When I began to write each day about life in this new place – which led “Her Spirits Rose…” – I began another slightly embarrassing endeavor: rereading my old journals – from the beginning.
I wrote the first journal from the back to the front. I’m over that – also over the grown-crackly-with-bad-glue books I used then. I’m even past arguments with myself about my worthiness to write and draw in the handbound Watermark books I love.
Art making led to the record keeping initially – what I’d done, what inspired, figuring the next project. Entries tended toward the tedious and technical – the fixing times and recipes for fiber dye colors, kinds of watercolor brushes, transparent versus staining pigments, hot press or cold press paper: these notations which reinforced what I learned formed a reference to return to.
After reading a lot of years (just a bit in the early morning) work rhythms became clearer. Eventually I gave up griping at myself – fretting I allowed, but not belaboring failures. And I can see the power of tossed-off wishes, one of which – “I wish I would do something about all the flowers in my life…not just the wildflowers but flowers from grocery store and garden.” – led to a focus and a book.
At first I wrote briefly before getting children out of bed. Then growing children left more time and more references to them (happily to me now) – chicken pox and driver’s licenses, college acceptances and travel adventures.
Approaching the present, I encounter the house-building years and all my worries. Sitting on the second story floor here, with windows framed in but no sheeting or roof, wondering if I would ever really sit at a desk in that spot. I repeatedly query myself in the journals about whether the move would happen, and what I would think. This writing endeavor might attempt to answer questions I posed in the past.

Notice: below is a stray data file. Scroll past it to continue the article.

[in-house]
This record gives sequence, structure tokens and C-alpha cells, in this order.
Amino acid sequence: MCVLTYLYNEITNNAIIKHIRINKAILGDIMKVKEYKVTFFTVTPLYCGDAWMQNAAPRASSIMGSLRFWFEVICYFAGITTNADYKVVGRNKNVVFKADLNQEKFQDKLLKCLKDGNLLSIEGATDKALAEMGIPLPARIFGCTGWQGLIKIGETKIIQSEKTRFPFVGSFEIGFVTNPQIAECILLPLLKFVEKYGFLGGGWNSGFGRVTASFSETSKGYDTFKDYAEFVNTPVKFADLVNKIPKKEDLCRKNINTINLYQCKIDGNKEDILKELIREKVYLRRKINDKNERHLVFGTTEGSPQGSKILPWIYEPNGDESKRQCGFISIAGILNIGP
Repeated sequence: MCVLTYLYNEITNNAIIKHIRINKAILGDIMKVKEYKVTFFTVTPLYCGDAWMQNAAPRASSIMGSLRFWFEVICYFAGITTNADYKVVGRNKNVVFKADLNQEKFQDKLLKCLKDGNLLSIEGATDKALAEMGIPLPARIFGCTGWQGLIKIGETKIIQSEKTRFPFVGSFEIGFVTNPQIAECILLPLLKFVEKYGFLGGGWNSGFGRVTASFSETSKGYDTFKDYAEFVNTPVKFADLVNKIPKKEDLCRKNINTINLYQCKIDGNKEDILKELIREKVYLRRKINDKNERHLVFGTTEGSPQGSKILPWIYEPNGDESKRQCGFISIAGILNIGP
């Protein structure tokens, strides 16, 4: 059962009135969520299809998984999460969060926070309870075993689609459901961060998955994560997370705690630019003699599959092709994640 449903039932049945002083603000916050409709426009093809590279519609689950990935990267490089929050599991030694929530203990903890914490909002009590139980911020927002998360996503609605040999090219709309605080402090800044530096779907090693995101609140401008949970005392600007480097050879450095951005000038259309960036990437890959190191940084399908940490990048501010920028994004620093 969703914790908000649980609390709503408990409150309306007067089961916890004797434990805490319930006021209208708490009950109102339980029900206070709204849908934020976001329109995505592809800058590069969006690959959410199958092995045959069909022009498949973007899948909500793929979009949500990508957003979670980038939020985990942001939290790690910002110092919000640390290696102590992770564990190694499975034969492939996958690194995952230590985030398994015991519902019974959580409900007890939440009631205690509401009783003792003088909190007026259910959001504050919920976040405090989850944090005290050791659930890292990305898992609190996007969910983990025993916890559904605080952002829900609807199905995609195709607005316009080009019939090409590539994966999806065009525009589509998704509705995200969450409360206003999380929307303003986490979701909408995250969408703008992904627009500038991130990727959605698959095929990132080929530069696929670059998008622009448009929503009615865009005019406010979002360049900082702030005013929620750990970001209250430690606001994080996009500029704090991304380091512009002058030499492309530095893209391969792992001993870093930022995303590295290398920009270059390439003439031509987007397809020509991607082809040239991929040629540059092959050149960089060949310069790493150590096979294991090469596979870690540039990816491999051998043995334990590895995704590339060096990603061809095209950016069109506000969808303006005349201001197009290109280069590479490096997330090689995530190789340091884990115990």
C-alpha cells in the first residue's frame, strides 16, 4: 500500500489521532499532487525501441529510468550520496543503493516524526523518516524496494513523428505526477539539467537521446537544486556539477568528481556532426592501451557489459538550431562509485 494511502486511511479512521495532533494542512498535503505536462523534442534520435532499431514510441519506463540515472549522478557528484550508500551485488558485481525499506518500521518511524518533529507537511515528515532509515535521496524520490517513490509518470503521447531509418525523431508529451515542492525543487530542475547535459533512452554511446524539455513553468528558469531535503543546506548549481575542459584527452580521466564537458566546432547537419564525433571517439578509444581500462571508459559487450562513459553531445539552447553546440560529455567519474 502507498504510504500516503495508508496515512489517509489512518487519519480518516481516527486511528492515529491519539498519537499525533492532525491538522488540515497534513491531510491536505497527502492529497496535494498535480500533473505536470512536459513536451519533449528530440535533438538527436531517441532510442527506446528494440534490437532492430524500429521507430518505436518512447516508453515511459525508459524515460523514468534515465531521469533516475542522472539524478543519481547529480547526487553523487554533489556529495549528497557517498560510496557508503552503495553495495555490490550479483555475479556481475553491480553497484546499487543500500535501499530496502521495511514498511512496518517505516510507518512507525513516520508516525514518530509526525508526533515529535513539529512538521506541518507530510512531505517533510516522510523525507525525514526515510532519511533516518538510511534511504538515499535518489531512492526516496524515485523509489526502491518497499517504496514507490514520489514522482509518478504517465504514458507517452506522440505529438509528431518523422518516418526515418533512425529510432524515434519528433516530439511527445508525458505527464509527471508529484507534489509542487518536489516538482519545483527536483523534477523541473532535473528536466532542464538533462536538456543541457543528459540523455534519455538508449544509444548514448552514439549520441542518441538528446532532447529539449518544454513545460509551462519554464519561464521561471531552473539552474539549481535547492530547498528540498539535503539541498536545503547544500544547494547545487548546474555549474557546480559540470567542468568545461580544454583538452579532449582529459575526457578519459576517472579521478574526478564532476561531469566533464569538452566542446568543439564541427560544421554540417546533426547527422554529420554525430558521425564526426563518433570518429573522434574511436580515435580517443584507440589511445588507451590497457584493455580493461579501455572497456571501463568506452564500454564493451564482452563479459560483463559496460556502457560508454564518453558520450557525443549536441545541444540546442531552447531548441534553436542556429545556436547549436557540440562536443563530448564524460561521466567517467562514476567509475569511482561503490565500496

For that is what journals do – allow time travel. I like best to read the details – not my feelings, but descriptions of actual events – welcome rain on the roof or a splendid rhubarb pie. Virginia Woolf wrote that we don’t know our feelings in the first moment. But she’d agree the details are only vivid at first.
The author with the challenging name, Mihaly Csikszentmihalyi, explored “optimal experience” in his popular book “Flow.” He writes: “The prodigiously detailed letters so many Victorians wrote are an example of how people created patterns of order out of the mainly random events impinging on their consciousness. The kind of material we write in diaries and letters does not exist before it is written down. It is the slow, organically growing process of thought involved in writing that lets the ideas emerge in the first place.”
Mostly the journals are a record of getting to work and a good source of encouragement, full of the intrinsic reasons for writing and drawing – to organize, to observe, to express, to have discipline, to gain knowledge. Keeping a journal rewards the doing.